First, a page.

My “official” NCTE recap

As I mentioned before, I haven’t stopped reflecting about NCTE. In fact, if anything I keep realizing more and more how important reflection is…And with that said, let me officially recap my NCTE experience.

To start off, I attended the opening session with Teri Lesesne in which I got a ton of ideas for YA Literature for my students. The idea of moving kids from book to book, creating a “reading ladder,” so we don’t lose them is one that has stuck with me. And stemming from the idea behind creating reading ladders led me to think about writing ladders and how we engage, challenge, and keep students as active writers, too. I think new technologies aid in the ladder for writing, such as blogs and yes, even texts and tweets! In the end, however, it’s all about finding connections for our students to help them see they are already active readers and writers in their every day lives (and this is something I feel very strongly about which you all already know!).

Another interesting idea that I am still pondering after one of the sessions…how do the ideas behind 6-trait writing change (or do they) with digital writing? In other words, is 6-trait writing enough to encompass all that digital writing brings? Honestly, I don’t know…I don’t think so at least. But my opinion might be biased because I truly believe digital writing IS something more than what’s on paper. I think 6-trait writing is a start for writing, but as the forms change today, how do we not adapt our views of assessment as well? Enter this image about 6-trait writing. The basics are there, but with the addition of different forms/ways to write. (Also, I picked up Troy Hicks’ book The Digital Writing Workshop. Can’t wait to start reading…well, after exams next week, ha!)

I also have to agree with a comment Bud Hunt made about classroom management. If the issue is that kids are bouncing around using technology in the classroom when they shouldn’t be, the problem is NOT the technology. The problem is the class needs better management and more engagement! I could not agree with this thought more. Yes, kids shouldn’t be surfing the web while I’m giving them directions or relevant info. They shouldn’t be texting under the desks. But it’s MY job to find ways to curb those issues by my class management strategies and by my lessons.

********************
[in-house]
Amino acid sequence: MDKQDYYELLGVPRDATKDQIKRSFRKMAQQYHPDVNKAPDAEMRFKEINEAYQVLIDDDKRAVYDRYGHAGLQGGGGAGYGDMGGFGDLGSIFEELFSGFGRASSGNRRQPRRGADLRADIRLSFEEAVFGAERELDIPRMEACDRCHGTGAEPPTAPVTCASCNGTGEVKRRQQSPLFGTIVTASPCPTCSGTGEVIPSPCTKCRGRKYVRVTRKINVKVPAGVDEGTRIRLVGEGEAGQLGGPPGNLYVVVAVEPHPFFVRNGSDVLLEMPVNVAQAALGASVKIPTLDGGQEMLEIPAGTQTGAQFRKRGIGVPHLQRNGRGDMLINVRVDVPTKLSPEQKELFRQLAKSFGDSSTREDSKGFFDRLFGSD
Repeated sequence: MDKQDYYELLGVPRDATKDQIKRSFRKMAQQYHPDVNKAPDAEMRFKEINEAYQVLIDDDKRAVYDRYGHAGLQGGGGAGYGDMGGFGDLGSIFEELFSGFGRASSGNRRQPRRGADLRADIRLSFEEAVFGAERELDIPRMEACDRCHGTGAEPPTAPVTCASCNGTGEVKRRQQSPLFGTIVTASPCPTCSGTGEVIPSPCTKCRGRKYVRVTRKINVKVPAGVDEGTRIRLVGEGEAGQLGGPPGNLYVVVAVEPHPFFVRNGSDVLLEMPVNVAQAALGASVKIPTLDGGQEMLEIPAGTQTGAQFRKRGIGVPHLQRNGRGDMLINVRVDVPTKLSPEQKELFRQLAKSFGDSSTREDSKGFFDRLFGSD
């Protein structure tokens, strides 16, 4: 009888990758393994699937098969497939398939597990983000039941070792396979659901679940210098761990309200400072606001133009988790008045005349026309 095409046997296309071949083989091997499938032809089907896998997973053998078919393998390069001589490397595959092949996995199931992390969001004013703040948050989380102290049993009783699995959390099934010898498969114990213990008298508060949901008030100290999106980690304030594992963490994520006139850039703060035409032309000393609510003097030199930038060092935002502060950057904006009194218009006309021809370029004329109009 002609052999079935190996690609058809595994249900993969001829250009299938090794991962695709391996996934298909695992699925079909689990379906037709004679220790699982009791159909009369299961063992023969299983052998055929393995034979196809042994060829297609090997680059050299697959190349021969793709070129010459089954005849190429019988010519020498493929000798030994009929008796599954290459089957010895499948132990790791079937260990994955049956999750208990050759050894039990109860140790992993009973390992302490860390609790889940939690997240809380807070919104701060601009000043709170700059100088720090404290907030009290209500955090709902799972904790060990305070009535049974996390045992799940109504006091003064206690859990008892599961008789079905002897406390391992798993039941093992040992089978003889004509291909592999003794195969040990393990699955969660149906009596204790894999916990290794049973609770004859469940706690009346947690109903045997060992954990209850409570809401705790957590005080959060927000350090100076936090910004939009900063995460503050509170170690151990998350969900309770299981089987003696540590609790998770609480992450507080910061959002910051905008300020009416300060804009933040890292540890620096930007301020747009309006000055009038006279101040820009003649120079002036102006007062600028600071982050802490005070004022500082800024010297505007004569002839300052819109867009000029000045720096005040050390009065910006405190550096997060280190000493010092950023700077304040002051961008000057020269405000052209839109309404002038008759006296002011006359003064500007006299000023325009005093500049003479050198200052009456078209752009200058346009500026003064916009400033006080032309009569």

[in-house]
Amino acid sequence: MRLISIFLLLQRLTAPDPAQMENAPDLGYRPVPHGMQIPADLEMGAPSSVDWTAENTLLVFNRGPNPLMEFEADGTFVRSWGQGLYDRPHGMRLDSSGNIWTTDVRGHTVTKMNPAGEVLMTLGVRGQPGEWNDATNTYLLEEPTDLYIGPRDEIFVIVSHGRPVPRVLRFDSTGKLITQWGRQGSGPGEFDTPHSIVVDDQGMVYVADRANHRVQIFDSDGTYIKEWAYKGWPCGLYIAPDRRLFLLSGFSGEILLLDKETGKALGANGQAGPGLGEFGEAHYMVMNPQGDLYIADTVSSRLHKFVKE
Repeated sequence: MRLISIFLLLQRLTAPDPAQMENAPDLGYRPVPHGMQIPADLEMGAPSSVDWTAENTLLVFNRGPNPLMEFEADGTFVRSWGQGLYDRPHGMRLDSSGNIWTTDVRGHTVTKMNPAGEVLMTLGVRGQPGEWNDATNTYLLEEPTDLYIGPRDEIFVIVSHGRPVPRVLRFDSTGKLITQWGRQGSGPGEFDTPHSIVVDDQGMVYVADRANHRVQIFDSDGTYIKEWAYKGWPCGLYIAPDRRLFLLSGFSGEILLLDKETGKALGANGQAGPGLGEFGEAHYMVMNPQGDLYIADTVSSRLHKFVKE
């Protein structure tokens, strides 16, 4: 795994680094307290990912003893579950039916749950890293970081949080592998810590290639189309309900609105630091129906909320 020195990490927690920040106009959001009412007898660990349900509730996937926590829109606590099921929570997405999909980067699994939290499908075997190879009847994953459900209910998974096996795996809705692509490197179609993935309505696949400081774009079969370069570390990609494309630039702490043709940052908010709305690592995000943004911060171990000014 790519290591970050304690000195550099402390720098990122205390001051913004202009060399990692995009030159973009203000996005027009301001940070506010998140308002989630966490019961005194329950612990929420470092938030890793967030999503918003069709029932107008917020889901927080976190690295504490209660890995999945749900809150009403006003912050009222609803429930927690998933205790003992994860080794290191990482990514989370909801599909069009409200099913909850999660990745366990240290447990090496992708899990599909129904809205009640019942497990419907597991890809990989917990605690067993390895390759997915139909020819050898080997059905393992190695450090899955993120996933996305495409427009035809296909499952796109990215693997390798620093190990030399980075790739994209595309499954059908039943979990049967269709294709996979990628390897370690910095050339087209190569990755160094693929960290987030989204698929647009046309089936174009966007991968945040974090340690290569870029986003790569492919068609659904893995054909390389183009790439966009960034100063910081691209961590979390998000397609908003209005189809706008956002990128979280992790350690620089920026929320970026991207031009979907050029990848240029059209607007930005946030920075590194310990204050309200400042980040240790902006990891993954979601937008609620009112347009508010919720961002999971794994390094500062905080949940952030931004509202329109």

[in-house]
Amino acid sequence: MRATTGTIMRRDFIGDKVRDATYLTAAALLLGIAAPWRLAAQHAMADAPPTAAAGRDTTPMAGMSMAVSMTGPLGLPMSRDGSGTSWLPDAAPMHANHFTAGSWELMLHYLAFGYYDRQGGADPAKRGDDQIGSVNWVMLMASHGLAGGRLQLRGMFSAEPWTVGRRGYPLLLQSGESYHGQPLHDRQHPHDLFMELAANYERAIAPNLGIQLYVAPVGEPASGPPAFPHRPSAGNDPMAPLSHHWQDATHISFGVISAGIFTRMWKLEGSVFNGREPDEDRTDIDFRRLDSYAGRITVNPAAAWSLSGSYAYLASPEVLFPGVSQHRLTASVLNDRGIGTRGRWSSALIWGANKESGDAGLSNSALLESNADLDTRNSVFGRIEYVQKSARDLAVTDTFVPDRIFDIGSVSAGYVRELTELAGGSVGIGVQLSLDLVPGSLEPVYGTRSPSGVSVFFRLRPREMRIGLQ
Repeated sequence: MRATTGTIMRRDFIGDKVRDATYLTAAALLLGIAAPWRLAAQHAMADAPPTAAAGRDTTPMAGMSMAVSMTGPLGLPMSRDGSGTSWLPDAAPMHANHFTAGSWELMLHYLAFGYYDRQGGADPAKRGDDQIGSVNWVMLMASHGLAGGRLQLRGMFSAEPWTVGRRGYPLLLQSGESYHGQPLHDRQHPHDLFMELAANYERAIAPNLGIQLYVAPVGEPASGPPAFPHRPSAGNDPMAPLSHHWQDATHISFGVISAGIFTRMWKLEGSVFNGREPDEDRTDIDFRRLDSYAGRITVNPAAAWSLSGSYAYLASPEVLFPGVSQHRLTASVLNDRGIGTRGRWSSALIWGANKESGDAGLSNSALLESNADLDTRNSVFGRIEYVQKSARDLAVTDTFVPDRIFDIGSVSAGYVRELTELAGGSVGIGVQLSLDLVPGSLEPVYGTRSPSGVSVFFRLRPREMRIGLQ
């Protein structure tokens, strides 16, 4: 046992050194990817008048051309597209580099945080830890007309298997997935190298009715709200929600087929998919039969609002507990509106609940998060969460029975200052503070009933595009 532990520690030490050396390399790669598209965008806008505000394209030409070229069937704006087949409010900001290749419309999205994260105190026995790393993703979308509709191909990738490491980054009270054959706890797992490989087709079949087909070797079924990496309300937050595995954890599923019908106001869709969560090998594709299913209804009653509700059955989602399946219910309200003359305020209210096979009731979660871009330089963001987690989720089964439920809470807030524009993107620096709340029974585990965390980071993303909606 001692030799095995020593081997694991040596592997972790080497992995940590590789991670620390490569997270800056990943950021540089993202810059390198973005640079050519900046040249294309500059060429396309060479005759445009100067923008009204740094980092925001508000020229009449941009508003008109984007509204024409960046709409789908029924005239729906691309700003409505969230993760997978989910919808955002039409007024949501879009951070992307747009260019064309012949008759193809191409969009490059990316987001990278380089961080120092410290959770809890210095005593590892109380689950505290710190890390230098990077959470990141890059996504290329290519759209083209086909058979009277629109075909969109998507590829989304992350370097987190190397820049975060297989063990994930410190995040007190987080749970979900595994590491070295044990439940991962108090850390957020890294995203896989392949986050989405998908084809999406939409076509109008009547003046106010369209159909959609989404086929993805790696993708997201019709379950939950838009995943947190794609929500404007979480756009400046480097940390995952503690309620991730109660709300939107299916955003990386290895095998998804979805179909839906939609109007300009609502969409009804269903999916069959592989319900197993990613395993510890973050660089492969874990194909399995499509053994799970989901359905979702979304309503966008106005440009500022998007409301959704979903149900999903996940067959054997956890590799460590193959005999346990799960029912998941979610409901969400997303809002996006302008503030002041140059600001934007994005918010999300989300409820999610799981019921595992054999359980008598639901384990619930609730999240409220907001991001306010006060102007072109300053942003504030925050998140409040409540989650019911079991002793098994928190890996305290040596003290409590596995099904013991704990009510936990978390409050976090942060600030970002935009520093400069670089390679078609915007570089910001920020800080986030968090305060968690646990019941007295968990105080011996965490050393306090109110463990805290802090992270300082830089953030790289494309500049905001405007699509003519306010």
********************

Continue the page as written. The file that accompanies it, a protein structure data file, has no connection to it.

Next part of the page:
As I sort of already mentioned before, as I bounced around from session to session, I also bounced from my presentation to the next too. (I’m not joking when I say I was B-U-S-Y!) And yet I have to admit that I learned just as much from my own sessions as all of the others ones  as well. Let me explain….particularly during the talk on grammar “tensions” I (yes, me, the newbie first-year teacher looking into the eyes of many who raised their hands stating that they were grammar gurus <gulp>) stated that I do not feel grammar in isolation works. At all. (I mean, at least from my experience!). Yet, if you read back, I said I was giving a grammar test when I got back to school the following week after NCTE. In the middle of our talk, that hit me! (And yes, I feverishly began writing in my yellow idea notebook.) Was I still teaching grammar in isolation? Doing what I felt so strongly against? I thought about this for awhile (still thinking about it).

Though it may sound hypocritical, I don’t think I teach grammar in isolation…even with a grammar test because the test was essentially created from students own writing, so they were able to apply grammar knowledge to their own writing vs. a select A-B-C test on parts of speech. (Does this make sense?) To me, grammar in isolation is just rolling through grammar lessons with no real purpose other then to say “I just gave a lesson on pronoun agreement.” Again, based on my experience, I have found that I have to connect grammar to the reading/writing we are doing in class. We teach grammar to help reading those heavy texts with long, wordy sentences and to help writing in ways that drive home points (think: noticing an extra comma in an advertisement to add emphasis). We need to make those connections to help our students better understand not just the texts and essays for our classrooms, but the world around them.

As I’m flipping back through my notebook, I realize there is a ton more I could say, but I think these were the biggest highlights for me. I’m so fortunate to have had the opportunity to go to NCTE…it is a great experience, and one I’m already looking forward to for 2010! 🙂


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